Also, I was using it in a pine thicket this past muzzleloader deer season (because it was raining and I hate getting my muzzleloader wet!), and I had 7 turkeys walk right by me. I was able to photograph them. For some reason, they weren't as spooked as the deer about the blind being there. Gave me some food for thought about the upcoming turkey season.
Only problem I see during turkey season is that I 'run and gun' for turkey, and it would be a pain to set it up, tear it down over and over.
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Old 03-02-2005, 10:54   #5
rfb45colt
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I've had an "outhouse" blind for about 6 years now... but I don't use it for bowhunting, it's too tight. For gun hunting, I love it. I've had numereous deer come within yards. It gets VERY cold here during deer gun season, and I use it in conjunction with my tree stand. I set it up very near my tree stand (I, too, set it up within some brush or small pines) and I have a Mr Buddy heater inside. I stay in my tree stand as long as I can endure the cold... then climb down and go in the blind to warm up (it's better than walking 1/2 mile or so back to my truck and "stirring up" the woods). If it's raining or snowing hard, I just stay in the blind until it stops.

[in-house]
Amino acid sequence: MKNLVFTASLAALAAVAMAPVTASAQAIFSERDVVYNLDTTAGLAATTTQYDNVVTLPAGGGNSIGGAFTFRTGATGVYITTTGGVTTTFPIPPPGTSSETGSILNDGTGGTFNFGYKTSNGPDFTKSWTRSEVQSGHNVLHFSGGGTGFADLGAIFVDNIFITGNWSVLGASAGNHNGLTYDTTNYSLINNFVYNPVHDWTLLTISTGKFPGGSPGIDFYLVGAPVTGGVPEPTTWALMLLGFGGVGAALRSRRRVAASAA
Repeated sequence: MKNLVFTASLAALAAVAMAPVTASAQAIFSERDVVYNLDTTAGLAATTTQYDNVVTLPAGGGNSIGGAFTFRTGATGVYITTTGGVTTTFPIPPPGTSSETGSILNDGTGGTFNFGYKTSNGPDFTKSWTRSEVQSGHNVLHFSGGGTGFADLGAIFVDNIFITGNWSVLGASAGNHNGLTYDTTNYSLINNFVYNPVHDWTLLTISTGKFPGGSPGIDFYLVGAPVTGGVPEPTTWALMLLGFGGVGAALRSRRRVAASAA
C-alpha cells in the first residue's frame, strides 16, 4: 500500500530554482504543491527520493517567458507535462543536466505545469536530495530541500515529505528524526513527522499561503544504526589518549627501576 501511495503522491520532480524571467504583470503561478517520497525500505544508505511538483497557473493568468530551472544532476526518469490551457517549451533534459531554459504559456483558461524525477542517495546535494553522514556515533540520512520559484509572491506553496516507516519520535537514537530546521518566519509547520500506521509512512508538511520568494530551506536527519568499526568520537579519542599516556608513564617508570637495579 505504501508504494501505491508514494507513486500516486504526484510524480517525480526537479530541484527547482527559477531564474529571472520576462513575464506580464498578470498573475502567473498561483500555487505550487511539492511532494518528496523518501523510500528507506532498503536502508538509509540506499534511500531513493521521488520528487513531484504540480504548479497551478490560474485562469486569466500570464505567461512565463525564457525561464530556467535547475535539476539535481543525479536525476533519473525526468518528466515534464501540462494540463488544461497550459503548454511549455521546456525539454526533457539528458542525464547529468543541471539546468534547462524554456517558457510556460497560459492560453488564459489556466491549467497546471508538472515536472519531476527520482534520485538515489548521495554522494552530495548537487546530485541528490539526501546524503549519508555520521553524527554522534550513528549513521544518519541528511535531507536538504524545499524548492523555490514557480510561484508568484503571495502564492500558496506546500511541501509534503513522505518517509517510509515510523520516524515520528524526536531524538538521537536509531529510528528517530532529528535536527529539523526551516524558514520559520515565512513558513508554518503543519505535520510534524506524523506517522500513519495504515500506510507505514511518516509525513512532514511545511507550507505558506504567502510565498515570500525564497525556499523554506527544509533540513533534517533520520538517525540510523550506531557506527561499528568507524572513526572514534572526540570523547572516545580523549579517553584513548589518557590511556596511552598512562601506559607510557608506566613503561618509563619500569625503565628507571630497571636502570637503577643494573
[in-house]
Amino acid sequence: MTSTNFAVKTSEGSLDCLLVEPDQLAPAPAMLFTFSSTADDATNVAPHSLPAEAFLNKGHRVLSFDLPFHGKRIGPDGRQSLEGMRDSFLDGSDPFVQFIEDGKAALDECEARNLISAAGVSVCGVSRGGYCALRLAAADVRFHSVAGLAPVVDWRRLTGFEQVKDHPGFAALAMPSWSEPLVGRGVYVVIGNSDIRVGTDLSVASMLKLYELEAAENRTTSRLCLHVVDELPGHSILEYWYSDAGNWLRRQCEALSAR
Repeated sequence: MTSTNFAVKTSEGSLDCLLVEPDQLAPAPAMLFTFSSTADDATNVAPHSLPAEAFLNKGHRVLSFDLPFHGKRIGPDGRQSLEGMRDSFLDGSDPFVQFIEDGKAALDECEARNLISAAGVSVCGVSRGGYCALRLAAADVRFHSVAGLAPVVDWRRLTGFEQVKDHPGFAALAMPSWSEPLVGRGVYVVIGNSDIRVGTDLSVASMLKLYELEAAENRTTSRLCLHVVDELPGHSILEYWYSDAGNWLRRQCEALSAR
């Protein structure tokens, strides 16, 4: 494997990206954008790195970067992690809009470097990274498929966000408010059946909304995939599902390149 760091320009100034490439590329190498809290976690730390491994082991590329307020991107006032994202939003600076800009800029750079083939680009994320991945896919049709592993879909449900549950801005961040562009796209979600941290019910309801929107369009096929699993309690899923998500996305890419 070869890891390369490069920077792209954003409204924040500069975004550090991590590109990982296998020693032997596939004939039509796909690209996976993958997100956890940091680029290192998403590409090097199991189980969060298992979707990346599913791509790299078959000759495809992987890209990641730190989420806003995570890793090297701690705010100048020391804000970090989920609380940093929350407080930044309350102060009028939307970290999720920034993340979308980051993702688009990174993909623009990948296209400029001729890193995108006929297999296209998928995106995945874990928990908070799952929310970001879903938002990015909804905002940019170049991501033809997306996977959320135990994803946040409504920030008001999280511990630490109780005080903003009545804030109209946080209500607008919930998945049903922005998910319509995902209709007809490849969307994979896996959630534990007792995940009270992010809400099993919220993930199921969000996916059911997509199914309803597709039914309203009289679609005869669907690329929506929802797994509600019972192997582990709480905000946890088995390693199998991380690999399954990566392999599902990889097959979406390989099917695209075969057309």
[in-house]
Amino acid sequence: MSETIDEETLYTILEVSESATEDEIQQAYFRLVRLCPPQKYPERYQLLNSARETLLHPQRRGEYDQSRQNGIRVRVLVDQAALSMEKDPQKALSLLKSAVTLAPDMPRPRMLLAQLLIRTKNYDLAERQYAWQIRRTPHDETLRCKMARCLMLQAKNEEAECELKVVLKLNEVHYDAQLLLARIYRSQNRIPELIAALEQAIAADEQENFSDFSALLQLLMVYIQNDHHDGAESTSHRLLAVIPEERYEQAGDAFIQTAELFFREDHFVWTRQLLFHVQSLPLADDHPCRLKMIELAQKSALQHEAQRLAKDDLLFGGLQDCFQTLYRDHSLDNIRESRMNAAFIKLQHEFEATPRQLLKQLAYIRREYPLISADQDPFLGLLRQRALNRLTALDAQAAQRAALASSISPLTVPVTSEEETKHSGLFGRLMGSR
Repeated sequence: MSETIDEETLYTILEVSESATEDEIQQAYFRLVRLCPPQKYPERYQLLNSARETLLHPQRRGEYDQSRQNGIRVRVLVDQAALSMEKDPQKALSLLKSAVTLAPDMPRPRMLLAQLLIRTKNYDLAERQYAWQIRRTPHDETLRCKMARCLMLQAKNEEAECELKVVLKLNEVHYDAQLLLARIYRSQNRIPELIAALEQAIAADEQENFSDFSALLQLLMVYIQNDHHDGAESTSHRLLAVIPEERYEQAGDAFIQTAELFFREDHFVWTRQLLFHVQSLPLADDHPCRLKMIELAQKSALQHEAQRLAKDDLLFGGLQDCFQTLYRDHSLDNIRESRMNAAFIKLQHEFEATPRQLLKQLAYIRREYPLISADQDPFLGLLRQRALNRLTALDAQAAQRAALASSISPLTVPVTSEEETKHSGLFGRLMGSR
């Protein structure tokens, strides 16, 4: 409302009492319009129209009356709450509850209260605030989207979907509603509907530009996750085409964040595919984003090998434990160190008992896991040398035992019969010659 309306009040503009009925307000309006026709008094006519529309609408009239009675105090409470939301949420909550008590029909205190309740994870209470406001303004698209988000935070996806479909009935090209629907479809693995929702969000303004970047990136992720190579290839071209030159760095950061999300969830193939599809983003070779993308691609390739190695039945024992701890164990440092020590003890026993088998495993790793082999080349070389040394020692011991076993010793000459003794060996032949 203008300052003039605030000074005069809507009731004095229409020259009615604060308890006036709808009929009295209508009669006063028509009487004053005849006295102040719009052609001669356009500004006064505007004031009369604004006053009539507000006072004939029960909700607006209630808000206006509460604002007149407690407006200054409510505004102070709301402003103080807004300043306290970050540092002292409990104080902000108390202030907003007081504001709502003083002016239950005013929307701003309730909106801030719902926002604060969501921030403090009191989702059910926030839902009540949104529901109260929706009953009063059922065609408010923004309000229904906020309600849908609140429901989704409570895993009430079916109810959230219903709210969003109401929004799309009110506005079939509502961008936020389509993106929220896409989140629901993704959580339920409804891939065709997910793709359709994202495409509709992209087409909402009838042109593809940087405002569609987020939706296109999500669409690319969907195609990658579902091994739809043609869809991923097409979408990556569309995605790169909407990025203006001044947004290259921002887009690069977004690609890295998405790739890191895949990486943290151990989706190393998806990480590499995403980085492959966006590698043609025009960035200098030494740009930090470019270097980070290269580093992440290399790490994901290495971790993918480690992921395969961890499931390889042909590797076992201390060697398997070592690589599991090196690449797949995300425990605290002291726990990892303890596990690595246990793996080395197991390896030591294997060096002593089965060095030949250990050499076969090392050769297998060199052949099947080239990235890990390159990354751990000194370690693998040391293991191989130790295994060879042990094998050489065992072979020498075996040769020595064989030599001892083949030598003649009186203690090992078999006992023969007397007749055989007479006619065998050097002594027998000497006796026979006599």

I also have a differant pop-up ground blind that I use for duck & goose hunting. It's made by "Hunters View", and called the "Waterfowlers' Wigwam". The roof opens up, for shooting up at birds. It can also be used as a blind for deer/turkey, etc... but the camo pattern is designed to blend better in typical waterfowl situations (tall marsh grass & cattails). I got it from Sportsman Guide, for only $50, and it's much bigger than the "outhouse", and would be OK for bowhunting if the camo was differant.

For both blinds, I use a 6 gallon bucket with a swivel seat on the top. When deer hunting with the outhouse, I can (very silently) turn 360 degrees for a shot in any direction.